I titled the question jokingly because I'm sure that "it depends," but I have some specific questions.

Working in software that has many deep layers of dependency, my team has become accustomed using mocking fairly extensively to separate each code module from the dependencies beneath it.

Therefore I was surprised that Roy Osherove suggested in this video that you should be using mocking only something like 5% of the time. I'd guess that we're sitting somewhere between 70-90%. I've seen other similar guidance from time to time as well.

I should define what I consider to be two categories of "integration tests" which are so distinct that they really should be given different names: 1) In-process tests which integrate multiple code modules and 2) Out-of-process tests which talk to databases, file systems, web services, etc. It is type #1 that I am concerned with, tests which integrate multiple code modules all in-process.

Much of the community guidance I have read suggests that you should prefer a large number of isolated, fine-grained unit tests and a small number of coarse-grained end-to-end integration tests, because unit tests give you precise feedback on exactly where regressions might have been created, but the coarse tests, which are cumbersome to set up, actually verify more end-to-end functionality of the system.

Given this, it seems necessary to make rather frequent use of mocking to isolate these separate units of code.

Given an object model as follows:

enter image description here

... Also consider that our application's dependency depth goes much deeper than I could fit in this image, so that there are multiple layers N between the 2-4 layer and the 5-13 layer.

If I want to test some simple logical decision being made in unit #1, and if every dependency is constructor-injected into the code module that depends on it such that, say, 2, 3, and 4 are constructor injected into module 1 in the image, I would much rather inject mocks of 2, 3, and 4 into 1.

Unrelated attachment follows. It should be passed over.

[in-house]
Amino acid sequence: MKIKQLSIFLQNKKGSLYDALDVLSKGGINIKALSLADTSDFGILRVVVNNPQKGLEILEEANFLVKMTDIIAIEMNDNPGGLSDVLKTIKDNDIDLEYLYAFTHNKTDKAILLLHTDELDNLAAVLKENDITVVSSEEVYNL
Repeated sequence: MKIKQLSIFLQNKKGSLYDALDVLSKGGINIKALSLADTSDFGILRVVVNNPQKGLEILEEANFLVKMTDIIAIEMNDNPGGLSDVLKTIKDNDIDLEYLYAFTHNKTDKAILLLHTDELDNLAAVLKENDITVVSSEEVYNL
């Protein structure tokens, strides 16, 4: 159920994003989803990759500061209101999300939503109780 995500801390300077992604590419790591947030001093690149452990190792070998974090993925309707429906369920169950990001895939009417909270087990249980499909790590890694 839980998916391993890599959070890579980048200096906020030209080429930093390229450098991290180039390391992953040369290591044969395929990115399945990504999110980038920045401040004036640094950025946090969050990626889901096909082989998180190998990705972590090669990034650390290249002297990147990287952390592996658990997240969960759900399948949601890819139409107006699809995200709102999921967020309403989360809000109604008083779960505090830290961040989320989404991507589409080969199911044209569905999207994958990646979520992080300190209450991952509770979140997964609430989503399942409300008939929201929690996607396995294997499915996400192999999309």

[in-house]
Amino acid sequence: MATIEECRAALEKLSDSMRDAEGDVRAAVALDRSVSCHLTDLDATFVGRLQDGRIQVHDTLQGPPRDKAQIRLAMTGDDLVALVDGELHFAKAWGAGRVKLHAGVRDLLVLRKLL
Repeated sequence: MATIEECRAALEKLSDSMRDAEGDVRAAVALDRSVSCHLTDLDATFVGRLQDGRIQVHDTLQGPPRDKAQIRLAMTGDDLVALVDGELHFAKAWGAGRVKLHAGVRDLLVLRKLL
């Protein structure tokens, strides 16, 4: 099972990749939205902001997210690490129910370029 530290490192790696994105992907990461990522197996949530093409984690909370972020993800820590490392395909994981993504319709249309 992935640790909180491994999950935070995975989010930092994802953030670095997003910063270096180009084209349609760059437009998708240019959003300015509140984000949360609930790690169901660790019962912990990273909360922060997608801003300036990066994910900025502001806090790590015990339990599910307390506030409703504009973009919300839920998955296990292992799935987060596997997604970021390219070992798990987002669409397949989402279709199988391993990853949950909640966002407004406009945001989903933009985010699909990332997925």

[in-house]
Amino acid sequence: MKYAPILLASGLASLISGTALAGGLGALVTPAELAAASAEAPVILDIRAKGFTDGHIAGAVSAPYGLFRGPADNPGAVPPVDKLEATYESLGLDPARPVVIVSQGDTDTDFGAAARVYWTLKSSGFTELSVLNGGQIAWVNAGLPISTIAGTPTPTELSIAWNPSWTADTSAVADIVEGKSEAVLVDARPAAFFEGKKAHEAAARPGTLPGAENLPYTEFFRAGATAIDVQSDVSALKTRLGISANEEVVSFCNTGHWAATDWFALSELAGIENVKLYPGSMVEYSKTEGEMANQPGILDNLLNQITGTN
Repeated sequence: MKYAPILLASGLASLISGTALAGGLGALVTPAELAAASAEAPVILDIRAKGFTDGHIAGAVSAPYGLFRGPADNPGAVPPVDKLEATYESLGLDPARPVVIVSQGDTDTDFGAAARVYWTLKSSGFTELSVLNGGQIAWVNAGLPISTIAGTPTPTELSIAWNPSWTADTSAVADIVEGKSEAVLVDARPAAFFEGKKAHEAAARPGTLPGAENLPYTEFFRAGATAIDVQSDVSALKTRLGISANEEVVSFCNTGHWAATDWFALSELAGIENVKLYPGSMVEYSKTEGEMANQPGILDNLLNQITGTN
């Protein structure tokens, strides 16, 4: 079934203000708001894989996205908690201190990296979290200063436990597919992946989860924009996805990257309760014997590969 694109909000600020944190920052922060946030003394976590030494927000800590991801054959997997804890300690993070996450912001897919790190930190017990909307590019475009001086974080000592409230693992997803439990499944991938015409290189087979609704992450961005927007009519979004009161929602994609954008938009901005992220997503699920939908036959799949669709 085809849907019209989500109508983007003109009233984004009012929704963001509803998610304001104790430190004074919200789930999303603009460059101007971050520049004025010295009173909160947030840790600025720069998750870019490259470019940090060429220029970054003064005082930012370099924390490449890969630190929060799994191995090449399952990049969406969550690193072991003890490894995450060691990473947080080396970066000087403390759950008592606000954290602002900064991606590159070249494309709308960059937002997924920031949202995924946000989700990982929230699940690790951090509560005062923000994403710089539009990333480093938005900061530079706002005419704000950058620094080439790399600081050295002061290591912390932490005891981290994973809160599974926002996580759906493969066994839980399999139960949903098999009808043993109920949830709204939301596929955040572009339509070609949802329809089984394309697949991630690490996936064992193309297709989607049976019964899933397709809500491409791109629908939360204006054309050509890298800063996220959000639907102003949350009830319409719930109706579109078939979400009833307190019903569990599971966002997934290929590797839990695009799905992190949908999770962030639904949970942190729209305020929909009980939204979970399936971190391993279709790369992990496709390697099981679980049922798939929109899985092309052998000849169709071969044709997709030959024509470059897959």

Otherwise, I would need to construct concrete instances of 2, 3, and 4. This can be more difficult than just some extra typing. Often 2, 3, and 4 will have constructor requirements which can be challenging to satisfy and according to the graph (and according to the reality of our project), I'll need to construct concrete instances of N through 13 to satisfy the constructors of 2, 3, and 4.

This situation becomes more challenging when I need 2, 3, or 4 to behave in some certain way so that I can test the simple logical decision in #1. I might need to understand and "mentally reason about" the entire object graph/tree all at once to get 2, 3, or 4 to behave in the necessary way. It often seems much easier to do myMockOfModule2.Setup(x=> x.GoLeftOrRight()).Returns(new Right()); to test that module 1 responds as expected when module 2 tells it to go right.

If I were to test concrete instances of 2 ... N ... 13 all together, the test setups would be very large and mostly duplicated. Test failures might not do a very good job of pinpointing the locations of regressions failures. Tests would not be independent (another supporting link).

Granted, it is often reasonable to do state-based, rather than interaction-based, testing of the bottom layer, since those modules seldom have any further dependency. But it seems that mocking is almost necessary by definition to isolate any modules above the bottom-most.

Given all of this, can anyone tell me what I might be missing? Is our team overusing mocks? Or is there perhaps some assumption in typical unit testing guidance that the layers of dependency in most applications will be shallow enough that it is indeed reasonable to test all of the code modules integrated together (making our case "special")? Or perhaps differently, is our team not bounding our bounded contexts adequately?